When I think of Nomos, elegant, minimal watches in the 35 to 39mm range come to mind. Watches that are rich in detail, yet modest in attitude and timeless in style. Watches meant for people – well, like me. People with an affinity for design, an appreciation of mechanical watches, and needs that don’t really go beyond the modern urban experience. To qualify this last statement, I mean watches that are meant to be worn to the office, but aren’t too fussy to be worn to a beer garden. Watches that look great with jeans, and with formal attire too. Watches that aren’t rugged like a dive or tool watch, but don’t need special care either. With watches being sorted into more and more sub-categories, it’s easy to forget that the everyday watch was once a simple thing. Nomos watches are the modern version of that idea.
So in 2019 when, at Basel World, Nomos released a series of 42mm “sports” versions of their Tangente and Club watches with 1000ft water resistances that built on already ever-increasing diameters, I was a bit perplexed, and frankly disappointed (something I didn’t hide in our podcast.) To be fair, the watches themselves were attractive, as all Nomoses are, but I didn’t get the why. Why is this brand I associate with subtle, sophisticated, design-driven watches playing the diameter and depth game? If it’s because they are trying to satisfy customer demand, which is entirely plausible, then why not develop a new line, rather than inflate the Tangente and Club once again? I mean, at 42mm with 1000ft (or 300m) water resistance, you’re in modern dive watch territory, and who doesn’t want to see what Nomos would do with a bezel?
There was another issue, and that was the price. While Nomos has never made “cheap” watches, part of their appeal always was the value they offered. Starting around $ 1,500, you could get into Nomos’ in-house horology with a hand-cranked Club (that’s what I did), and then make your way if you chose to the top-tier Zürich Weltzeit, an automatic worldtimer for (now) just over $ 6,000. Over the years, their watches have slowly but surely crept up in price, which has coincided with the development of their thin in-house “neomatik” calibers, but with these new sports watches, they lept. At $ 4,980, the Tangent Sport is now officially quite expensive, and compared with the competition that has popped up over the last few years, I’m looking at you Black Bay 58, of less clear value.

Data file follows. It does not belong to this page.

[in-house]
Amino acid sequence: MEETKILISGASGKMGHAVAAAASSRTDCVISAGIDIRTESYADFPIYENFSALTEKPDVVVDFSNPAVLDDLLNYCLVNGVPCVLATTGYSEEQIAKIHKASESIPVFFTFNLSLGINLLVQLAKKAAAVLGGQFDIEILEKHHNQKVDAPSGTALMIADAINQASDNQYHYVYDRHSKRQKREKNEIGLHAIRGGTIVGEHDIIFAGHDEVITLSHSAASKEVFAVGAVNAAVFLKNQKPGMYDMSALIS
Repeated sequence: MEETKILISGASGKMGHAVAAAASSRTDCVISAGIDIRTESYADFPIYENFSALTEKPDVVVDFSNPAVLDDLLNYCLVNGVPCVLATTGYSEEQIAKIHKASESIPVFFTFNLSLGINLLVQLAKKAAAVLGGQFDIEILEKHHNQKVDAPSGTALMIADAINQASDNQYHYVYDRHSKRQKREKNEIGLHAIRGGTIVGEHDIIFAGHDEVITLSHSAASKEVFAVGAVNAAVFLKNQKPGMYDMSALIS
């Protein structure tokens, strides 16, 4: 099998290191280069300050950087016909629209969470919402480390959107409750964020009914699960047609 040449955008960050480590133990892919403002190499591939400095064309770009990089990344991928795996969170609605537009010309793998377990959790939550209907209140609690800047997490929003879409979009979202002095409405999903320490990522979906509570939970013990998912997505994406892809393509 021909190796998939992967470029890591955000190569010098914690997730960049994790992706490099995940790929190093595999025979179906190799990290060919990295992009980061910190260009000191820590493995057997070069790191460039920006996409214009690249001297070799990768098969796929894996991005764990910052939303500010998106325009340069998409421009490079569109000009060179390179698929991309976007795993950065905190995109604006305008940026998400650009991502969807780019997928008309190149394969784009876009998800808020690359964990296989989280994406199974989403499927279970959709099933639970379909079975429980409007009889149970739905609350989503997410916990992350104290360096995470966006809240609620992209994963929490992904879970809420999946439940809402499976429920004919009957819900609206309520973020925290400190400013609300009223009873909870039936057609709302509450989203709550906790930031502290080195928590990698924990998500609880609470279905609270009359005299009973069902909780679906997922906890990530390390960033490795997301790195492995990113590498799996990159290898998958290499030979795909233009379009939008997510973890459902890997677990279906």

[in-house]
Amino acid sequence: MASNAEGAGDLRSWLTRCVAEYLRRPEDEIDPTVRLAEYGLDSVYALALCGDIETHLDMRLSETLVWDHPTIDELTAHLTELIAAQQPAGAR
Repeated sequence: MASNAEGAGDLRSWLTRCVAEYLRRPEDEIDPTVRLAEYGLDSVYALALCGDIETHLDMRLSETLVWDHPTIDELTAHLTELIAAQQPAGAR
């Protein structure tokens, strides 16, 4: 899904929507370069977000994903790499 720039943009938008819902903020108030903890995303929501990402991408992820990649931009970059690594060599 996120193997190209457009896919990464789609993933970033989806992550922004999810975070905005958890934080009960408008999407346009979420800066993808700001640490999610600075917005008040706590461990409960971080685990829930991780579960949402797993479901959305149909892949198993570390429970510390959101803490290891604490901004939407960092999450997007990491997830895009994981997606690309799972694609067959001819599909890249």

But that was 2019, and now, a year later, I’ve cooled off and decided that I should put my assumptions aside, and actually try one of these watches out. After all, the designers at Nomos are very talented, and up to this point, I don’t think I’ve tried a Nomos that hasn’t charmed me in the end. So, I’ve strapped one on – well buckled the new bracelet to be exact (more on that later) – and wore it for a few weeks. What do I think now? Read on.
Review: Nomos Tangente Sport
42 x 52.6mm
I’m going to start with a point of confusion. Several years ago, Nomos released the highly regarded Ahoi collection. A sporty take on the Tangente model (sound familiar?), the Ahoi boasted 200m of water resistance, a 40mm case based on the classic Bauhaus design, and extra lume. Since then they’ve added colors to the line, and once the Neomatik movement became readily available, a smaller 36mm model, still with 200m water resistance. While the Tangente and the Ahoi share significant design DNA, the Ahoi had one feature that easily distinguished it apart and signified its sportier intentions – crown guards. Seemingly welded to the right side of the case was a piece of steel that ramped on both sides, giving the crown some suggestion of added protection – you know, for sports.
So why do I bring this up? Well, I can’t tell you why this is a Tangente model and not an Ahoi model. The similarities continue to the dial as well. This isn’t necessarily relevant to the case design, so much as branding, but it is confusing. That’s not even taking into account that there are now Tangentes at 33, 35, 37.5 (called 38), 38.5 (called 39), 40.5 (called 41), and 42mm!
Nevertheless, the Tangente Sport features the same basic case design as others in the collection, though sized up and reengineered for more water resistance. At 42 x 52.6 x 11.2mm (to the top of a very wide domed sapphire) this is a big watch. Sure, 42mm isn’t a huge diameter, but this is an “all-dial” design, so it wears larger than its diameter suggests. At 35mm and other smaller diameters, it gives the Tangente an unexpected amount of wrist presence. At 42mm, it dominates the wrist.
The 52.5mm lugs then extend to the very edges of my wrist. Because they stick straight out of the case before kinking over, they also feel quite high and frankly a bit precarious, like they could get caught on something as I pass by. While this harsh style works on a smaller case, here it feels a bit dangerous.